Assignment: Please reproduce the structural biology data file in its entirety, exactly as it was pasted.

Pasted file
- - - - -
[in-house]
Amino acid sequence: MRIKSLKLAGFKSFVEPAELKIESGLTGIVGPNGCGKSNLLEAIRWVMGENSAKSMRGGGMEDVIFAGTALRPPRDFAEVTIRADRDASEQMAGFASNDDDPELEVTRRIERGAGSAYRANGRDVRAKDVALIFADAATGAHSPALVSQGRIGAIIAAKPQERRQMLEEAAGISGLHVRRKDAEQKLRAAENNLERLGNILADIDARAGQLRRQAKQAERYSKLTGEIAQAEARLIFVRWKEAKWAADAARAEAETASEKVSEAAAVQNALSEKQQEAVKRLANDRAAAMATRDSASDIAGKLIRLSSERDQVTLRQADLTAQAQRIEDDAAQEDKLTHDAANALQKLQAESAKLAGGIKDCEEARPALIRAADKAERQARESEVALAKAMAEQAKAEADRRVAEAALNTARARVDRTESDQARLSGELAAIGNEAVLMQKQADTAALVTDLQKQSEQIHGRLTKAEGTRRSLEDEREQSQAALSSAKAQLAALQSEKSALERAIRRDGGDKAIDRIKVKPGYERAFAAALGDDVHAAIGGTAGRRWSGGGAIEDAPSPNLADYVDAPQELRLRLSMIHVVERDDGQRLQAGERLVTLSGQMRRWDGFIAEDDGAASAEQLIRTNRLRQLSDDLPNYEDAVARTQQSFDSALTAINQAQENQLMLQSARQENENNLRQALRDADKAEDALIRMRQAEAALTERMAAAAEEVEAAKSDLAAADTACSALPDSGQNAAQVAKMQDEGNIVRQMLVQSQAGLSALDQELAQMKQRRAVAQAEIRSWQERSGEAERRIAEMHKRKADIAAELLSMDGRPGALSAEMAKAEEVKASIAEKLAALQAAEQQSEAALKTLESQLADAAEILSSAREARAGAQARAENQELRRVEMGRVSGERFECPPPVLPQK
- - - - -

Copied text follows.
[in-house]
Amino acid sequence: MRIKSLKLAGFKSFVEPAELKIESGLTGIVGPNGCGKSNLLEAIRWVMGENSAKSMRGGGMEDVIFAGTALRPPRDFAEVTIRADRDASEQMAGFASNDDDPELEVTRRIERGAGSAYRANGRDVRAKDVALIFADAATGAHSPALVSQGRIGAIIAAKPQERRQMLEEAAGISGLHVRRKDAEQKLRAAENNLERLGNILADIDARAGQLRRQAKQAERYSKLTGEIAQAEARLIFVRWKEAKWAADAARAEAETASEKVSEAAAVQNALSEKQQEAVKRLANDRAAAMATRDSASDIAGKLIRLSSERDQVTLRQADLTAQAQRIEDDAAQEDKLTHDAANALQKLQAESAKLAGGIKDCEEARPALIRAADKAERQARESEVALAKAMAEQAKAEADRRVAEAALNTARARVDRTESDQARLSGELAAIGNEAVLMQKQADTAALVTDLQKQSEQIHGRLTKAEGTRRSLEDEREQSQAALSSAKAQLAALQSEKSALERAIRRDGGDKAIDRIKVKPGYERAFAAALGDDVHAAIGGTAGRRWSGGGAIEDAPSPNLADYVDAPQELRLRLSMIHVVERDDGQRLQAGERLVTLSGQMRRWDGFIAEDDGAASAEQLIRTNRLRQLSDDLPNYEDAVARTQQSFDSALTAINQAQENQLMLQSARQENENNLRQALRDADKAEDALIRMRQAEAALTERMAAAAEEVEAAKSDLAAADTACSALPDSGQNAAQVAKMQDEGNIVRQMLVQSQAGLSALDQELAQMKQRRAVAQAEIRSWQERSGEAERRIAEMHKRKADIAAELLSMDGRPGALSAEMAKAEEVKASIAEKLAALQAAEQQSEAALKTLESQLADAAEILSSAREARAGAQARAENQELRRVEMGRVSGERFECPPPVLPQK